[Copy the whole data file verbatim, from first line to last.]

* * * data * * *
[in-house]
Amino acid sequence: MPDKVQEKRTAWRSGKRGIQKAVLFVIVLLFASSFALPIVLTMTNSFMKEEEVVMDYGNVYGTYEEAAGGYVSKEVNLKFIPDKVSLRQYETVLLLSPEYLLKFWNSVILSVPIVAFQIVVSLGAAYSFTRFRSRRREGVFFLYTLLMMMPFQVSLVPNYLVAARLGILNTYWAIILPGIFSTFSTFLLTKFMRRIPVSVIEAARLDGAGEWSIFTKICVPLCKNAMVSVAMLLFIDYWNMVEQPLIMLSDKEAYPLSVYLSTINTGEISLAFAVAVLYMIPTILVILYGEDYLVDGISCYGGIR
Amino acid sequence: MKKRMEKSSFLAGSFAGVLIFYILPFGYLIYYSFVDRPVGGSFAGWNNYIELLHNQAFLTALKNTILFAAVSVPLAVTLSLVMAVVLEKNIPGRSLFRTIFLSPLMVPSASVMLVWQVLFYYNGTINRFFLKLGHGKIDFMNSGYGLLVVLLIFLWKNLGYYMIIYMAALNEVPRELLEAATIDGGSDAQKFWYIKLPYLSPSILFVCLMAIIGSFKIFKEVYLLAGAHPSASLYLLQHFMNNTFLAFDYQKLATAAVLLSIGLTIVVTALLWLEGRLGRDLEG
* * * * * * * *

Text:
[in-house]
Amino acid sequence: MPDKVQEKRTAWRSGKRGIQKAVLFVIVLLFASSFALPIVLTMTNSFMKEEEVVMDYGNVYGTYEEAAGGYVSKEVNLKFIPDKVSLRQYETVLLLSPEYLLKFWNSVILSVPIVAFQIVVSLGAAYSFTRFRSRRREGVFFLYTLLMMMPFQVSLVPNYLVAARLGILNTYWAIILPGIFSTFSTFLLTKFMRRIPVSVIEAARLDGAGEWSIFTKICVPLCKNAMVSVAMLLFIDYWNMVEQPLIMLSDKEAYPLSVYLSTINTGEISLAFAVAVLYMIPTILVILYGEDYLVDGISCYGGIR
Amino acid sequence: MKKRMEKSSFLAGSFAGVLIFYILPFGYLIYYSFVDRPVGGSFAGWNNYIELLHNQAFLTALKNTILFAAVSVPLAVTLSLVMAVVLEKNIPGRSLFRTIFLSPLMVPSASVMLVWQVLFYYNGTINRFFLKLGHGKIDFMNSGYGLLVVLLIFLWKNLGYYMIIYMAALNEVPRELLEAATIDGGSDAQKFWYIKLPYLSPSILFVCLMAIIGSFKIFKEVYLLAGAHPSASLYLLQHFMNNTFLAFDYQKLATAAVLLSIGLTIVVTALLWLEGRLGRDLEG